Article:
Mandela: Long Walk to Freedom may end up being a wonderful work of art. But how respectful is it to the legacy of the man that the story is ostensibly honouring?

Nelson Mandela is a legendary African. So it’s a pity that African people weren’t given a fair chance to tell his story.

[1] – The Weinstein Company’s co-chairman, Harvey Weinstein has turned Oscar season from a self-congratulatory affair into a campaign that rivals some political elections. Weinstein spends money attempting to win awards for his movies, the way that Roman Abramovich spent money to ensure that Chelsea won the Champions League.

[2] – Examples of this are as follows; Dangerous Minds, Django Unchained, Glory, The Last Samurai, Avatar, Dances With Wolves, Pocahontas.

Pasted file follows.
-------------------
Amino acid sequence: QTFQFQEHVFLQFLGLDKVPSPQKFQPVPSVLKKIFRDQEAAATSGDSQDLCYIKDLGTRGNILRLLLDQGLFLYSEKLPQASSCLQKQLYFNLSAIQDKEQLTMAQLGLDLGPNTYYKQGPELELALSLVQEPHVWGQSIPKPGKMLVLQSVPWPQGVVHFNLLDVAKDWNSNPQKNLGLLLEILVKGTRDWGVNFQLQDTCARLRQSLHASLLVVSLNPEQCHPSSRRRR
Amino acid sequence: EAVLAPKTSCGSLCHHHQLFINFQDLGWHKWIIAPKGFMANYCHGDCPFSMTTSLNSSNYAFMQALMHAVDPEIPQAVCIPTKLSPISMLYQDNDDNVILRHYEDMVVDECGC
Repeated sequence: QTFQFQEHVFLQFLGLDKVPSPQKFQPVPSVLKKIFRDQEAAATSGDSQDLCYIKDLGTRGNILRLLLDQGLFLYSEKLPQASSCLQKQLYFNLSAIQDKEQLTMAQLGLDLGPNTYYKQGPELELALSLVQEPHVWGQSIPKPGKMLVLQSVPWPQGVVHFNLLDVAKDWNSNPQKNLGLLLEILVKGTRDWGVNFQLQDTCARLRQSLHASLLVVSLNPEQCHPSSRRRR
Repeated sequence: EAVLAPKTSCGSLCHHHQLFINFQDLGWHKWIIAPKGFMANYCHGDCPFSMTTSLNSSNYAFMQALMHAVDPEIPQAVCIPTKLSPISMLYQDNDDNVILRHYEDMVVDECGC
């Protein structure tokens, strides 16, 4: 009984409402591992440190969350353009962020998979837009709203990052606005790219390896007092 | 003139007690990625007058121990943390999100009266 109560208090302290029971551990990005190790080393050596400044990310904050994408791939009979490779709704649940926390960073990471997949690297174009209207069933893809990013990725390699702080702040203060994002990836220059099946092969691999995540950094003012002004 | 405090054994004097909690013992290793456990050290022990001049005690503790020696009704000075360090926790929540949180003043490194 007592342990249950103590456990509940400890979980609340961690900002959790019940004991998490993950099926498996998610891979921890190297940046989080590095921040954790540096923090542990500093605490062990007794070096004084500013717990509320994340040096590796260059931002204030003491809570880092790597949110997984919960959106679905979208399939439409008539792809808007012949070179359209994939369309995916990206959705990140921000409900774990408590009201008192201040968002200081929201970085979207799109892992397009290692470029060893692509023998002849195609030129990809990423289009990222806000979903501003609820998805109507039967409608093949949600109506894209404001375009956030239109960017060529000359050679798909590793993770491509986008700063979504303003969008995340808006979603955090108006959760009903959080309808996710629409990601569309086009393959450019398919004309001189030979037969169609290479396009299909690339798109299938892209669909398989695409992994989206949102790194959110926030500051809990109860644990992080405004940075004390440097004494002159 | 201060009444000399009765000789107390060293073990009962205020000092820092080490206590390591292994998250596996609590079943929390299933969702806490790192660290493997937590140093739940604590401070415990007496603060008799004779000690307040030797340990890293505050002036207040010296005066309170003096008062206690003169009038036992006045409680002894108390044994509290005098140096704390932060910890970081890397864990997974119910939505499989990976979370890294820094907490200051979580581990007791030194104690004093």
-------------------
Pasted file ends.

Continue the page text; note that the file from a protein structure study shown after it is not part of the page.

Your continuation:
[3] – Because the history between Africa and the West is such an auspicious one… right?

A mixed-race film graduate, Shane Thomas comes from Jamaican and Mauritian parentage. He has been blogging about sport since 2010 at the website for The Greatest Events in Sporting History. He is also a contributor to Simply Read, the blogging offshoot of the podcasting network, Simply Syndicated. A lover of sport, genre-fiction, and privilege checking, Shane can be found on Twitter, both at @TGEISH and @tokenbg (and yes, the handle does mean what you think it means).

13 thoughts on “Idris Elba is Hollywood’s Troublemaker

  1. What do you think of this: The film is the way it is, indeed all films are the way they are, because of the audience, or perception thereof. I agree it would have been better and more worthy if the Mandela was told using South African actors and directed and produced by Black or South African people. But I would suggest that, in the context of a Hollywood or western film, it would that be detrimental to the artistic and social impact of the film, to say nothing of the financial implications.